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Looking back Thirty years of WRG - part one: The early 1990s.... As you are no doubt aware, WRG is 30 years old this year. Issue 183 of 'Navvies' will be a 'special', with a supplement celebrating our past and present successes and looking forward to future ones. But in a slightly less serious vein, your editor's assistant Lesley has been trawling through the archives to give you a selection from 30 years of 'Navvies' magazine, in no particular order and beginning this time with the early 1990s... The '90s began with the thinnest-ever issue 118 only 4 pages! Editor Bill Thomson made up for a lack of quantity with a high-quality stroppy editorial about the IWA and 'development-led restoration', and duly departed for pastures new, replaced by Alan Jervis in issue 119. (I'm not going to drag it all up again here Feel free to buy the back-issues from Neil Edwards all proceeds to WRG - and read the full story) Issue 119 also featured a photo of Jude Moore apparently doing the splits (caption 'extracting tree-stumps and navvies' from the Mont); also a sad departure... "...VRK, our diesel Transit was finally sent to the great scrapyard in the sky, following diagnosis of terminal engine failure plus tinworm..." Issue 120 featured a novel apology: " Dave Wedd, who took most of the photos in 119, but who managed to disguise his handwriting and cause all his photos to be credited to John Palmer." ...and an unusual item in the 'Canal Camps News': "...the Gloucester Rally camp is full for girls."

Issue 124 in early 1991 included a serious allegation concerning the decline of local canal societies: "The past membership of these groups has swindled..." ...but it would appear that it was actually a typo and should have said 'dwindled'! Issue 125 contained a fan-mail letter praising John Palmer's legendary 'Palmer on Pumps' series, and asking for pictures of pumps and maybe a 'readers' pumps' section. It was written by one Ron J Pelham (of Stockport) which seems to be some kind of anagram... In issues 126 and 127 preparations were well in hand for the Big Dig at Wantage, with a target of attracting 1000 volunteers. Meanwhile, John Greenway reminisced: "I can remember lock beams being replaced by volunteers on the Marple flight and BW taking the credit in print." I can think of one or two people I've met on canal digs who would be considerably more use as balance beams than as volunteers, but I don't think that's what he meant. Navvies 128 was a special issue with colour cover, commemorating 21 years of WRG and 25 years of 'Navvies' - and included as its centre 8 pages a facsimile of the very first issue. It also featured a letter from Steve Morley speculating on whether WRG could benefit from the threatened closure of London Zoo: "...we wondered about WRG buying a used low-mileage elephant... ideal for all sorts of jobs... jungle bashing... an extendable hose at the front, ideal for pumping out that last bit of water from the lock... we were not sure whether a re-spray in WRG red would be necessary..." a photo of MKP sat in a cardboard box. No, he wasn't re-enacting a Monty Python sketch ("Luxury! We used to dream of having a cardboard box...") he was wiring up a rally, it was raining and the marquees were late... 1000 people turned out for the biggest ever big dig (so far!) and an appropriately large proportion of issues 129 and 130 was taken up with reports from Wantage. Every aspect was covered: the catering... "...we pushed 15 trolleys through the checkout and signed the cheque for ÂŁ2,500... one ton of milk... 4000 teabags, 2000 sausages and 12 gallons of whipping cream..."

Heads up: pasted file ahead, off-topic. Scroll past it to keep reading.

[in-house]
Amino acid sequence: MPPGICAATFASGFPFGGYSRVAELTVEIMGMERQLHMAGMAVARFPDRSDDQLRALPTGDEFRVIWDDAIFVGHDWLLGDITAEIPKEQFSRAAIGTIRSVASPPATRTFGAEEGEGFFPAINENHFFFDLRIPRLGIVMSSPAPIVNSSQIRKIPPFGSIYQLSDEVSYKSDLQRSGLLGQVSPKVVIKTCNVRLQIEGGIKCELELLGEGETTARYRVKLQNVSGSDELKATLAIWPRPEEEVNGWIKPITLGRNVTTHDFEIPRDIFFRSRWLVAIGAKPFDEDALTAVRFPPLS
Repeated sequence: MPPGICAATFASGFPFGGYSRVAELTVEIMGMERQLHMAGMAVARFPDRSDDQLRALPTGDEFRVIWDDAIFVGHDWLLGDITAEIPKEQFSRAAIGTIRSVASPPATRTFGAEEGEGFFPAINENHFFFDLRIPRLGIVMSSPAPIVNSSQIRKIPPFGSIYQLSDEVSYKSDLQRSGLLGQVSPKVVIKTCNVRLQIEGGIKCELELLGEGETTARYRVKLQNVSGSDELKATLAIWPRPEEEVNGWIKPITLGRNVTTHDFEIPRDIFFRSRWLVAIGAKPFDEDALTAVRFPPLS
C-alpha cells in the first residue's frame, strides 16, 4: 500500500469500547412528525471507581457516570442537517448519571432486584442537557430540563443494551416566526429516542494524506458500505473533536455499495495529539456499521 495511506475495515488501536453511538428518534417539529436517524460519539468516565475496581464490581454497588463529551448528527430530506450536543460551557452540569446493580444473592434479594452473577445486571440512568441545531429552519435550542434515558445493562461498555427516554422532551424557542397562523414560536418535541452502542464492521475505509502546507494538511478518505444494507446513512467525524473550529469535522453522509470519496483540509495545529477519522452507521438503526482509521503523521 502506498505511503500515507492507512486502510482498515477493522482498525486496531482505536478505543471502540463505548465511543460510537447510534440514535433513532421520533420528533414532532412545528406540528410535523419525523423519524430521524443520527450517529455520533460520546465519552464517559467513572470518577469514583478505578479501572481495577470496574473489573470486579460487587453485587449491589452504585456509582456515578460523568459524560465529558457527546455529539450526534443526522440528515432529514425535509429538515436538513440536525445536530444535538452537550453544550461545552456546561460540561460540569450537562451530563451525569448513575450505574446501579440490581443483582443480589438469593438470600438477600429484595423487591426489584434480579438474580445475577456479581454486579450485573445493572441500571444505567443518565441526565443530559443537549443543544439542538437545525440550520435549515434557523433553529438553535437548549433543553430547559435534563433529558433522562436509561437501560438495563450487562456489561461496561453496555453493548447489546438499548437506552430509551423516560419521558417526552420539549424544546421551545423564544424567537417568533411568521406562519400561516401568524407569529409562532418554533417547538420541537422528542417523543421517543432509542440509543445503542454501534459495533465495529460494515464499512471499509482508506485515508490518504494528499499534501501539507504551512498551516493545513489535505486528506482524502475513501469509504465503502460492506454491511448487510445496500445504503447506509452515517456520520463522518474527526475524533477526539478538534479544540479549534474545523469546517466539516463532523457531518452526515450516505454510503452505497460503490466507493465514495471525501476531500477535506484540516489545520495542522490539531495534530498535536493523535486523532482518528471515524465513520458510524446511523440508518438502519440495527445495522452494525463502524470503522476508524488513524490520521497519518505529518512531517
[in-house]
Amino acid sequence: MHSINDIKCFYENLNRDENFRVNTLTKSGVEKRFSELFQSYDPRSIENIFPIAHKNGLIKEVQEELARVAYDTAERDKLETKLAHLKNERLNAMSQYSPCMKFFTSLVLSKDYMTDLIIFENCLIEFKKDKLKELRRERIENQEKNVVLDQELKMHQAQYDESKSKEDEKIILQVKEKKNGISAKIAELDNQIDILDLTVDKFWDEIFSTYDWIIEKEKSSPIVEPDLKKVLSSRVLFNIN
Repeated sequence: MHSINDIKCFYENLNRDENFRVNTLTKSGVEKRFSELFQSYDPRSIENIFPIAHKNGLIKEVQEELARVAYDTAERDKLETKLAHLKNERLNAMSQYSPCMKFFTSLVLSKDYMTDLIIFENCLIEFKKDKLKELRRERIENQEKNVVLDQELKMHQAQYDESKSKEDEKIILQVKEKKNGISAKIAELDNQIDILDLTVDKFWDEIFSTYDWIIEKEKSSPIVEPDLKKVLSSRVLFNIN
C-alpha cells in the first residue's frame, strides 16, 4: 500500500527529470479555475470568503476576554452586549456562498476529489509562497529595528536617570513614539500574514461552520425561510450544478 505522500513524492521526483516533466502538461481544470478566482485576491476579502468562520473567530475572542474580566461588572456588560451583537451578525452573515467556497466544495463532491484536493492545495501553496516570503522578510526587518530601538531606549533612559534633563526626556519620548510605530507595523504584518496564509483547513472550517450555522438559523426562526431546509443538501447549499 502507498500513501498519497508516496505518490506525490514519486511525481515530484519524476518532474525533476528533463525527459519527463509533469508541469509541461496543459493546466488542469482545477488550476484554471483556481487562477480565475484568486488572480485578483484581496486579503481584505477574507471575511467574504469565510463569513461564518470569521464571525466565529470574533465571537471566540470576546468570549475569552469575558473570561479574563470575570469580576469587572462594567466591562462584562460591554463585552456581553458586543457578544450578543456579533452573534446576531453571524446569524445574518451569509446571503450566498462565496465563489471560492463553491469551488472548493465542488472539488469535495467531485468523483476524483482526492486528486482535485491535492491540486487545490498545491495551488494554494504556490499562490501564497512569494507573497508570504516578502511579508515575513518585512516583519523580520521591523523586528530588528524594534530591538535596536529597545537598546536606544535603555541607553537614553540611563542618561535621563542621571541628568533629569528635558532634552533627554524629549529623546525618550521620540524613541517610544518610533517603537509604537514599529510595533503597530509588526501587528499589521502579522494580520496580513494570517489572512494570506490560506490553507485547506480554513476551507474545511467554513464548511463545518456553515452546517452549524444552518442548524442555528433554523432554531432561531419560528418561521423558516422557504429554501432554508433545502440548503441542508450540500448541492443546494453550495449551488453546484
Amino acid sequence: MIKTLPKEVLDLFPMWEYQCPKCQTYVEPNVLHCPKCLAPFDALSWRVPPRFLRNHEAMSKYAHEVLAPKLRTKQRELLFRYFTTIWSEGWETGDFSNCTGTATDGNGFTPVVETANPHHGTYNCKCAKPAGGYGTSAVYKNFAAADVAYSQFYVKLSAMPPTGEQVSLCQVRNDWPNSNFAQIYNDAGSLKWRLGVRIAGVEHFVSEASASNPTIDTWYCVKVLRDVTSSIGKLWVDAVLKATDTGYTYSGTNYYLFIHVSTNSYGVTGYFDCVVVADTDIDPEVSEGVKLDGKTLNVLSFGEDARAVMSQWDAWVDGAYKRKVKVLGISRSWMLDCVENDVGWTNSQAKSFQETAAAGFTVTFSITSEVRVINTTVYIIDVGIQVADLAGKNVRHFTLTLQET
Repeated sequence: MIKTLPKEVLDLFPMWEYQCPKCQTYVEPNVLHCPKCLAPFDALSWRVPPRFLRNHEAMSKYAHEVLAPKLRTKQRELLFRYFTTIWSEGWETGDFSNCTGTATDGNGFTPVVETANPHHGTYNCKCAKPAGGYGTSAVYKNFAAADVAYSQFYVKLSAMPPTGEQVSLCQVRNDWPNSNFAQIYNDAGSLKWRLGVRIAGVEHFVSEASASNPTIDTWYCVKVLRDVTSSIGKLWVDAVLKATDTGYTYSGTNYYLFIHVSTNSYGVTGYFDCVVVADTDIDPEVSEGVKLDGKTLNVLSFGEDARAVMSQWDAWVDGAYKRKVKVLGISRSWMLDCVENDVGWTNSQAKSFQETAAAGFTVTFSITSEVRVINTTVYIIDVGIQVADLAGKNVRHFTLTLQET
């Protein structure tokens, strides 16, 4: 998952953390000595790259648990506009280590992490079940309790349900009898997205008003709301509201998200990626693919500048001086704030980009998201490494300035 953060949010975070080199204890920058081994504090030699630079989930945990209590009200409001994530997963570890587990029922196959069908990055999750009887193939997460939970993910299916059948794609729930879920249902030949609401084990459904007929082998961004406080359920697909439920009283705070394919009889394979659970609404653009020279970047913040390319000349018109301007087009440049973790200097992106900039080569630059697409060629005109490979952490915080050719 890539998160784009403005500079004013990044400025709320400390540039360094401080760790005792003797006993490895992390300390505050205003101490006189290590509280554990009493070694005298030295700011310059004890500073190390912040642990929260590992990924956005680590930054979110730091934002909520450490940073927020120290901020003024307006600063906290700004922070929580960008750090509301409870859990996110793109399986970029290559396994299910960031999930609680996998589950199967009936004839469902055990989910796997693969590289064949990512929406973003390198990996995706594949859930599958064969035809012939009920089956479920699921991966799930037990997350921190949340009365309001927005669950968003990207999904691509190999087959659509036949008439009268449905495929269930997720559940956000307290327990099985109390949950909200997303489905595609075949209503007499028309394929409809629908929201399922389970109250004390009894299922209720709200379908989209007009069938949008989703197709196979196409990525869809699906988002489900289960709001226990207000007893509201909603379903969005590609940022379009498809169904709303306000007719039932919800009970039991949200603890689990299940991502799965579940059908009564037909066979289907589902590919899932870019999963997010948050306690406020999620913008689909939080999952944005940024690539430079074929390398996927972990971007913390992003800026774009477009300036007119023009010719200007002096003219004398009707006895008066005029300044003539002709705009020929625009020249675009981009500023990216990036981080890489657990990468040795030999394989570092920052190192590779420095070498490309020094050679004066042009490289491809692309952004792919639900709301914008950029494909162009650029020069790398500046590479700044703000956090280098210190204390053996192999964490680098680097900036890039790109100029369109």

In issue 121 the Driver Authorisation Scheme was launched, with immediate effect, as WRG NW reported:

...the work on site...

"SomeonehasstolenourtrustyvanGloria. Howevertheymust havebeencarefulthievesastheyabandonedher200yardsdown the road, obviously realising that not holding WRG driving certificates they were not allowed to drive the vehicle..."

...the volunteers...